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On May 20, fourteen-year-old Omkar Yadav was on his way to buy sugar at a grocery store in Puraina, Nepalgunj, when he saw around a dozen policemen coming toward his neighbourhood with batons in their hands. There were rumors that the police were about to raid a local garden, some 200 meters away from the road, where local youths were playing cards, defying the government’s order for physical distancing. The sight of the police made Omkar somewhat uncomfortable, but he didn't run away, unlike a few others. According to the statements he made to the Record, he didn’t move because he had done nothing wrong. Moreover, everything was looking calm.
All of a sudden, the police started to lathicharge everyone around the vicinity. One constable policeman grabbed Omkar by the arms and hurled him to the ground. In a matter of minutes, and while Omkar still lay unconscious on the ground, more than 200 locals from the neighborhood gathered around him. They protested by chanting slogans against the police, pelting stones and vandalizing a private car that belonged to an assistant inspector. The police retreated after a few people had been injured on both sides. Some locals then volunteered to rush Omkar to Nepalgunj Nursing Home where he had to undergo surgery after an X-ray scan showed two fractured bones on his right hand.
“It cost 21,000 rupees just to get operated. More than money, we are worried that his hand might not be normal again as he is still complaining of pain,” said Omkar’s brother, Dilip.
Omkar is the latest victim of state atrocities on innocents, a trend that has become widespread ever since security forces began exercising unchecked power in the name of enforcing the Covid19 lockdown. Earlier in May, Nagendra Patel, 67, a retired employee of Nepal Telecom, had to be hospitalized and undergo surgery for fractured bones after Nepal police personnel assaulted him for allegedly defying the lockdown. Patel had stepped out of his house to buy milk for his grandchildren. The police were forced to apologize, just as they did during the assault on resident doctors of Kanti and Teaching hospitals, and during assaults on Kalanki locals who were attacked while they were on their way to buy medicine. Back in mid-April, just three weeks into the lockdown, Jayanab Khatun, a 62-year-old mother collapsed to death in Khadak Municipality, Saptari, while attempting to protect her son from the batons of police officers. The police were in the midst of thrashing a group of some 15 youths for violating the lockdown. Khatun’s son was one of the youth and she had run to his rescue, but got fatally injured herself.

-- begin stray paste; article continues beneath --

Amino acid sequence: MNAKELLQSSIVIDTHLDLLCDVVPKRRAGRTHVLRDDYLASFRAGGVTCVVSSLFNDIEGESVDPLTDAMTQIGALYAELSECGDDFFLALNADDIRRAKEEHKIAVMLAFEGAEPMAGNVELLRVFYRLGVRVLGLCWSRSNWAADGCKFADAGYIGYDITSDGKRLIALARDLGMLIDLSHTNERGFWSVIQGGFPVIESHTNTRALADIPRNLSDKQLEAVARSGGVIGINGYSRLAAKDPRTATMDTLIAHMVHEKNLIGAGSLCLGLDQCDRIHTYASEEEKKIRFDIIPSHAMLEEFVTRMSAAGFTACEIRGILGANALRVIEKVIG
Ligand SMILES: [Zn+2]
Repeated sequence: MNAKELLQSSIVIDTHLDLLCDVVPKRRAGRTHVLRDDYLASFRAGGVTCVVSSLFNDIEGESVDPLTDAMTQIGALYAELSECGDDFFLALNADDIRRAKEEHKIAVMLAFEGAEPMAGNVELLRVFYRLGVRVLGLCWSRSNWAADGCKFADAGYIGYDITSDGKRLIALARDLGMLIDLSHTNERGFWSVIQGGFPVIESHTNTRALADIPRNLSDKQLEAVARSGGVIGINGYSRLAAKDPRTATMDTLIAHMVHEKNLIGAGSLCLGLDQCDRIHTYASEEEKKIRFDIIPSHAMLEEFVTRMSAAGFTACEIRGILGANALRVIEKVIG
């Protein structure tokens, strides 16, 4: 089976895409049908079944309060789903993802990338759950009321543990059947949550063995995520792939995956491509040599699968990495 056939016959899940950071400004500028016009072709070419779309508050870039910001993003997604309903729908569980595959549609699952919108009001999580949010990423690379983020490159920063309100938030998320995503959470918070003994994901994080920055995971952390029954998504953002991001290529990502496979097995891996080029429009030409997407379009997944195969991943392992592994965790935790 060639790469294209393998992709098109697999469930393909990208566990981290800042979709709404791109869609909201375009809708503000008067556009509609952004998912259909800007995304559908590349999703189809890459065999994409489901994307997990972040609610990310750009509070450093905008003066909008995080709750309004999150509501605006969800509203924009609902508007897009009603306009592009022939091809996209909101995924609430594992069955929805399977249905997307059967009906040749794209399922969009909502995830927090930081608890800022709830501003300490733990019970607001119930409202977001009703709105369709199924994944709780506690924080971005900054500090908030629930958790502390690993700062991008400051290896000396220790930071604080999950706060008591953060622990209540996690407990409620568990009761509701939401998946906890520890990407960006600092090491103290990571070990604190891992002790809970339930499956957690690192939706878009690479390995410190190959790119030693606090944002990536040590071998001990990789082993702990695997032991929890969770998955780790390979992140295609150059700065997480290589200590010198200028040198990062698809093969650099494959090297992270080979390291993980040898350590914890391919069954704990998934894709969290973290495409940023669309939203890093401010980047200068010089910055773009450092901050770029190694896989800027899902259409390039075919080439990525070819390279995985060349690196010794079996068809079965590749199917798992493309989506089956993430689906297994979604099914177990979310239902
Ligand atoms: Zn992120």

But no such thing happened in Omkar’s case. The Banke administration has, instead, started making one arrest after another, slapping false charges on innocents. Hours after the incident, the police arrested Durgesh Thakur and charged him with allegedly attacking police officers on duty and vandalizing the car. Three more arrests followed, of Ramesh Yadav, Binod Yadav and Budhi Yadav. The police claim that four individuals masterminded the attacks, but eyewitnesses and some local representatives said that they all were innocent men being framed by the police.